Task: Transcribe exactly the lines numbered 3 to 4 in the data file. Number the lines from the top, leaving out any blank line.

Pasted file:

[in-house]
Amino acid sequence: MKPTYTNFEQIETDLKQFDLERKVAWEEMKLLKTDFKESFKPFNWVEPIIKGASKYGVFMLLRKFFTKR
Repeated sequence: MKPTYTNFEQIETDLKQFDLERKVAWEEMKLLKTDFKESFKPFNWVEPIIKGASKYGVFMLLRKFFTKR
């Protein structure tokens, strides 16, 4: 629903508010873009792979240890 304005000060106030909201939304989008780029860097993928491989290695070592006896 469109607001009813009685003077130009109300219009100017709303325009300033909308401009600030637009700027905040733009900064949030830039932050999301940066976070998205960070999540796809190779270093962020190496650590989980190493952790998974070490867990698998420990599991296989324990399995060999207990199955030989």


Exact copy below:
Repeated sequence: MKPTYTNFEQIETDLKQFDLERKVAWEEMKLLKTDFKESFKPFNWVEPIIKGASKYGVFMLLRKFFTKR
């Protein structure tokens, strides 16, 4: 629903508010873009792979240890 304005000060106030909201939304989008780029860097993928491989290695070592006896 469109607001009813009685003077130009109300219009100017709303325009300033909308401009600030637009700027905040733009900064949030830039932050999301940066976070998205960070999540796809190779270093962020190496650590989980190493952790998974070490867990698998420990599991296989324990399995060999207990199955030989």